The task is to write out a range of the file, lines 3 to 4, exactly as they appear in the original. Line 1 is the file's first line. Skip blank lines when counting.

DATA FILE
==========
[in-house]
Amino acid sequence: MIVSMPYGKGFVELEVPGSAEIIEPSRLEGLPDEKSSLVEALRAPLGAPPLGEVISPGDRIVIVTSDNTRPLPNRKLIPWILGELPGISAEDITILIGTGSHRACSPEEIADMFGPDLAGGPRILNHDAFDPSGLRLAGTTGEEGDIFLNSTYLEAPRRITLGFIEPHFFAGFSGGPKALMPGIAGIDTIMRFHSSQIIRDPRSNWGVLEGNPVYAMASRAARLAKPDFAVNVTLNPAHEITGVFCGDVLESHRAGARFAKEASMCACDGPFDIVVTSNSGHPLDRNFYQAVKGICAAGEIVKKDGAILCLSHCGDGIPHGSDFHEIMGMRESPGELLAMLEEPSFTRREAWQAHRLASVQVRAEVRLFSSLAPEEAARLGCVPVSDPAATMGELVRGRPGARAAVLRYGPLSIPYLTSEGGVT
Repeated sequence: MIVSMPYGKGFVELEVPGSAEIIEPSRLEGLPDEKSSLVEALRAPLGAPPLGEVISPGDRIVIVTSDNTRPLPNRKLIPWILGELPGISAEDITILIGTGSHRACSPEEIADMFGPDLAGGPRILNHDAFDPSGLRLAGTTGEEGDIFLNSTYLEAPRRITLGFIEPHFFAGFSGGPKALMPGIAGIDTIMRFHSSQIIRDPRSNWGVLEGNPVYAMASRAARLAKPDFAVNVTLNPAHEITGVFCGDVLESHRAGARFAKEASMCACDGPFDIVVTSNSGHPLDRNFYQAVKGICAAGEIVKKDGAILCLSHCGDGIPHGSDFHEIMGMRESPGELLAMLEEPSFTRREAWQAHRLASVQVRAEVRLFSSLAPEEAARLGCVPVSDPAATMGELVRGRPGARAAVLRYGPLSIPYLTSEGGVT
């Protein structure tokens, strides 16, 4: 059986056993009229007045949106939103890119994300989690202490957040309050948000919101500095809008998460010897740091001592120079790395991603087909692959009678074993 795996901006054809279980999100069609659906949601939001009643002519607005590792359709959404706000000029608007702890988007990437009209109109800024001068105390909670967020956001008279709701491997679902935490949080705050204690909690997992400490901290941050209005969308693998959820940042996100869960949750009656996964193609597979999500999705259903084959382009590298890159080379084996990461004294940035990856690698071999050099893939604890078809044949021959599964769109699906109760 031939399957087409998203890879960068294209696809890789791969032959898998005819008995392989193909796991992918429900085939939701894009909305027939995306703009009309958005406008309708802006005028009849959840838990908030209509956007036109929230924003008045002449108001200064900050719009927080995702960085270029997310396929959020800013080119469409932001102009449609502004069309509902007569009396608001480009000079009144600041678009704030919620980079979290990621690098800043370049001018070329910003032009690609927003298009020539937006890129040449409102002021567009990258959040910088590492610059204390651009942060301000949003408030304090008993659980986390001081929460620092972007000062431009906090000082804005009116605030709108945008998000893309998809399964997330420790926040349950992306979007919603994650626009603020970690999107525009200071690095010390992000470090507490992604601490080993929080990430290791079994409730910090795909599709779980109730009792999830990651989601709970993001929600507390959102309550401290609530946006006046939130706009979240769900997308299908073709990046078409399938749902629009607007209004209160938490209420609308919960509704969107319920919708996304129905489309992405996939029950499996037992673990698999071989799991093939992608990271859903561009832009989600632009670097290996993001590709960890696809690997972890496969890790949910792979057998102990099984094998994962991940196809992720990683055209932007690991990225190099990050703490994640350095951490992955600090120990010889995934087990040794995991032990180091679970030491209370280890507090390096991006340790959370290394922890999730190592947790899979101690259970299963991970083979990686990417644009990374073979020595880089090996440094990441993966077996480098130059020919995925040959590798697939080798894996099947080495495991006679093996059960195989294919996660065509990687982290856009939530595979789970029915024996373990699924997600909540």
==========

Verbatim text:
Repeated sequence: MIVSMPYGKGFVELEVPGSAEIIEPSRLEGLPDEKSSLVEALRAPLGAPPLGEVISPGDRIVIVTSDNTRPLPNRKLIPWILGELPGISAEDITILIGTGSHRACSPEEIADMFGPDLAGGPRILNHDAFDPSGLRLAGTTGEEGDIFLNSTYLEAPRRITLGFIEPHFFAGFSGGPKALMPGIAGIDTIMRFHSSQIIRDPRSNWGVLEGNPVYAMASRAARLAKPDFAVNVTLNPAHEITGVFCGDVLESHRAGARFAKEASMCACDGPFDIVVTSNSGHPLDRNFYQAVKGICAAGEIVKKDGAILCLSHCGDGIPHGSDFHEIMGMRESPGELLAMLEEPSFTRREAWQAHRLASVQVRAEVRLFSSLAPEEAARLGCVPVSDPAATMGELVRGRPGARAAVLRYGPLSIPYLTSEGGVT
């Protein structure tokens, strides 16, 4: 059986056993009229007045949106939103890119994300989690202490957040309050948000919101500095809008998460010897740091001592120079790395991603087909692959009678074993 795996901006054809279980999100069609659906949601939001009643002519607005590792359709959404706000000029608007702890988007990437009209109109800024001068105390909670967020956001008279709701491997679902935490949080705050204690909690997992400490901290941050209005969308693998959820940042996100869960949750009656996964193609597979999500999705259903084959382009590298890159080379084996990461004294940035990856690698071999050099893939604890078809044949021959599964769109699906109760 031939399957087409998203890879960068294209696809890789791969032959898998005819008995392989193909796991992918429900085939939701894009909305027939995306703009009309958005406008309708802006005028009849959840838990908030209509956007036109929230924003008045002449108001200064900050719009927080995702960085270029997310396929959020800013080119469409932001102009449609502004069309509902007569009396608001480009000079009144600041678009704030919620980079979290990621690098800043370049001018070329910003032009690609927003298009020539937006890129040449409102002021567009990258959040910088590492610059204390651009942060301000949003408030304090008993659980986390001081929460620092972007000062431009906090000082804005009116605030709108945008998000893309998809399964997330420790926040349950992306979007919603994650626009603020970690999107525009200071690095010390992000470090507490992604601490080993929080990430290791079994409730910090795909599709779980109730009792999830990651989601709970993001929600507390959102309550401290609530946006006046939130706009979240769900997308299908073709990046078409399938749902629009607007209004209160938490209420609308919960509704969107319920919708996304129905489309992405996939029950499996037992673990698999071989799991093939992608990271859903561009832009989600632009670097290996993001590709960890696809690997972890496969890790949910792979057998102990099984094998994962991940196809992720990683055209932007690991990225190099990050703490994640350095951490992955600090120990010889995934087990040794995991032990180091679970030491209370280890507090390096991006340790959370290394922890999730190592947790899979101690259970299963991970083979990686990417644009990374073979020595880089090996440094990441993966077996480098130059020919995925040959590798697939080798894996099947080495495991006679093996059960195989294919996660065509990687982290856009939530595979789970029915024996373990699924997600909540």